Saying More with Less: Eduardo Galeano interviewed by Jonah Raskin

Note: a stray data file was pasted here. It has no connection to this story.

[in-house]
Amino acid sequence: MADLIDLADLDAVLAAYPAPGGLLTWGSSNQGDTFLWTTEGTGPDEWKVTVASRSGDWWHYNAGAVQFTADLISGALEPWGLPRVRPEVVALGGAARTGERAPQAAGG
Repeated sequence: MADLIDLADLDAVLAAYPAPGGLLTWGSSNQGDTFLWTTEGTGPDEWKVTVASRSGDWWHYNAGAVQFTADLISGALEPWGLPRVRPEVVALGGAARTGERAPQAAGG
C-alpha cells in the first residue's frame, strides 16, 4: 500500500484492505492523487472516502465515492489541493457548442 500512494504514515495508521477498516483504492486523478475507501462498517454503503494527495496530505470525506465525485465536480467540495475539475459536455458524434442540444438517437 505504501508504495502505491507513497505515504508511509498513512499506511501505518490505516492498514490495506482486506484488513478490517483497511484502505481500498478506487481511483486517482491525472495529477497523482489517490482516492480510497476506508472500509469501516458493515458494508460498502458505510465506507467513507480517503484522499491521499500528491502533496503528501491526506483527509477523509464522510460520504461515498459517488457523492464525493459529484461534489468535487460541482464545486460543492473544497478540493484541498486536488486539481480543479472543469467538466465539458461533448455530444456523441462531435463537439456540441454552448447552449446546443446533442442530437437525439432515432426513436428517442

AbstractEduardo Galeano, who was born in Uruguay in 1940, has written big, thick books. Open Veins of Latin America (1973), which Hugo Chávez of Venezuela handed to Barack Obama in May, hoping it would teach him history, is more than 300 pages. Then there's Galeano's Memory of Fire Trilogy: Genesis, Faces and Masks, and Century of the Wind that adds up to nearly 1,000 pages. More recently, he has written shorter books, and practiced a kind of ecology of the word. Mirrors, his newest work, contains more than one hundred short entries about almost everything — from salt to maps and money, and almost everyone, from Cleopatra to Alexander Hamilton and Che Guevara. None of the entries is longer than a single page. Not surprisingly, Galeano's answers to the questions in this interview are pithy, poetic, humorous, and sometimes oblique. "I'm fighting word inflation, which in Latin America is worse than monetary inflation," he says. "I try to say more with less — because less is more." -J.R.
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